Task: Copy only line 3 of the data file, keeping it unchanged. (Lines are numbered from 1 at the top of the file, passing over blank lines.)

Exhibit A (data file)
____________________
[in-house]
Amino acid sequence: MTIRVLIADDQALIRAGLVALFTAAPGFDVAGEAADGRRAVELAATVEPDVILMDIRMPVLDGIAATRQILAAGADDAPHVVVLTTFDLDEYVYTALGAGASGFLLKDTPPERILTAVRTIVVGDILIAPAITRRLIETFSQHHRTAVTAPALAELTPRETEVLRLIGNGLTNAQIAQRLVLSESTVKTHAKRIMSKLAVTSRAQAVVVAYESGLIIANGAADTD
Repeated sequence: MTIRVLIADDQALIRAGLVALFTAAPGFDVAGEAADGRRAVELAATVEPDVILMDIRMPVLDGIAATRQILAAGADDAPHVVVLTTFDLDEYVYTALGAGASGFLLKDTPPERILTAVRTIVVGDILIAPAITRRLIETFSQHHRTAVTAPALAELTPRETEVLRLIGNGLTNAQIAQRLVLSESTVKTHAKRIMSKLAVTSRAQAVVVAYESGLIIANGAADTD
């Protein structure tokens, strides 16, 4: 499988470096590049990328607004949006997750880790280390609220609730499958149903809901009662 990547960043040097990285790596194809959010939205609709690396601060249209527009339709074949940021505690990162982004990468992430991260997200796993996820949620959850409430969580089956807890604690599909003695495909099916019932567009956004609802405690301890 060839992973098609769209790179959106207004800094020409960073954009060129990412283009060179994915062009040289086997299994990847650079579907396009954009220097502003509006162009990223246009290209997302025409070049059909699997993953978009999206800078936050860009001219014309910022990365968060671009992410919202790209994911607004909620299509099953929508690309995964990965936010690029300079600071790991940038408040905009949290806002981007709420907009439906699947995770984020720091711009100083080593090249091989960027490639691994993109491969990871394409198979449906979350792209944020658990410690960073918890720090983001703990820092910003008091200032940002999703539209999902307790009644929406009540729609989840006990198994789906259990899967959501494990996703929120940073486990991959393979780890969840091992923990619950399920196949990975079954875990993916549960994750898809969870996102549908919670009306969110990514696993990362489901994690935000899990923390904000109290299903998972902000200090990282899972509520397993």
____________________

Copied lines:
Repeated sequence: MTIRVLIADDQALIRAGLVALFTAAPGFDVAGEAADGRRAVELAATVEPDVILMDIRMPVLDGIAATRQILAAGADDAPHVVVLTTFDLDEYVYTALGAGASGFLLKDTPPERILTAVRTIVVGDILIAPAITRRLIETFSQHHRTAVTAPALAELTPRETEVLRLIGNGLTNAQIAQRLVLSESTVKTHAKRIMSKLAVTSRAQAVVVAYESGLIIANGAADTD